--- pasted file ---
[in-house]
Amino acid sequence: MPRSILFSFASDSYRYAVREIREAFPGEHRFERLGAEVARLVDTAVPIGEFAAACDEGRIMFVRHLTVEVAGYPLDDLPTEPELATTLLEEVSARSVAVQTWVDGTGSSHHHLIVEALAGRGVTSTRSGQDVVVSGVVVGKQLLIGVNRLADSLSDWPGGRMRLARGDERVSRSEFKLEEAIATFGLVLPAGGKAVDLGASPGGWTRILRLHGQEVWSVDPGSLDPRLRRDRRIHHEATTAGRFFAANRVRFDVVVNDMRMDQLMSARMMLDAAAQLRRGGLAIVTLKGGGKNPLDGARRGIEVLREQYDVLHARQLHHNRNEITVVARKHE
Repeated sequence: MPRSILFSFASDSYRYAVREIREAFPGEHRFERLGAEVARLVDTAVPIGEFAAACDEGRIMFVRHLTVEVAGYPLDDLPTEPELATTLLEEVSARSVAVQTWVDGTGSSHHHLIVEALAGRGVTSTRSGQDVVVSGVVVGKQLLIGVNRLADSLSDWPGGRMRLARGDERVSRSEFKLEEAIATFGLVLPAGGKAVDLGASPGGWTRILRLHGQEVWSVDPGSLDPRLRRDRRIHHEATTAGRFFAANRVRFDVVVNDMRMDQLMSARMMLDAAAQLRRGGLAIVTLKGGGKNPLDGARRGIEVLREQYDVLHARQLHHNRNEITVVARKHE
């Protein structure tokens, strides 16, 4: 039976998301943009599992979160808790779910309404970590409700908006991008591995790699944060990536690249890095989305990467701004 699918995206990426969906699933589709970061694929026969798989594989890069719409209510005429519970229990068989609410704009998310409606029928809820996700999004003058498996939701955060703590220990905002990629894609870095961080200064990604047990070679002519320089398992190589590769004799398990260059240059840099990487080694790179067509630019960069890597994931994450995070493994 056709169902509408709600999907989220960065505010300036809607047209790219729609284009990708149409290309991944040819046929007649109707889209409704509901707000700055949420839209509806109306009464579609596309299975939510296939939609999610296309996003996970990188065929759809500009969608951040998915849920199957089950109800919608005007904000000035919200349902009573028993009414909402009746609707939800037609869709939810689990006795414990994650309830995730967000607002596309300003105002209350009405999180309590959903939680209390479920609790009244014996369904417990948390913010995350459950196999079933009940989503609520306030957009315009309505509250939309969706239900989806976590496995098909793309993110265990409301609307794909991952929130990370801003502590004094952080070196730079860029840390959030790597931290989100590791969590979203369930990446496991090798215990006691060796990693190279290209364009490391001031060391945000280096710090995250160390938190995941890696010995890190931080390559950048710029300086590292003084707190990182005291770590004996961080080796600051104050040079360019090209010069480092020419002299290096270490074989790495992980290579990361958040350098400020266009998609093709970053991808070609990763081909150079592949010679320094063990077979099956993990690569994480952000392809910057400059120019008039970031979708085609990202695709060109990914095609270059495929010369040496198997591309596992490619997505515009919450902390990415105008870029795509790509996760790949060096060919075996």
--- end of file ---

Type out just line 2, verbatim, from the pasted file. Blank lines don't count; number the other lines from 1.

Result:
Amino acid sequence: MPRSILFSFASDSYRYAVREIREAFPGEHRFERLGAEVARLVDTAVPIGEFAAACDEGRIMFVRHLTVEVAGYPLDDLPTEPELATTLLEEVSARSVAVQTWVDGTGSSHHHLIVEALAGRGVTSTRSGQDVVVSGVVVGKQLLIGVNRLADSLSDWPGGRMRLARGDERVSRSEFKLEEAIATFGLVLPAGGKAVDLGASPGGWTRILRLHGQEVWSVDPGSLDPRLRRDRRIHHEATTAGRFFAANRVRFDVVVNDMRMDQLMSARMMLDAAAQLRRGGLAIVTLKGGGKNPLDGARRGIEVLREQYDVLHARQLHHNRNEITVVARKHE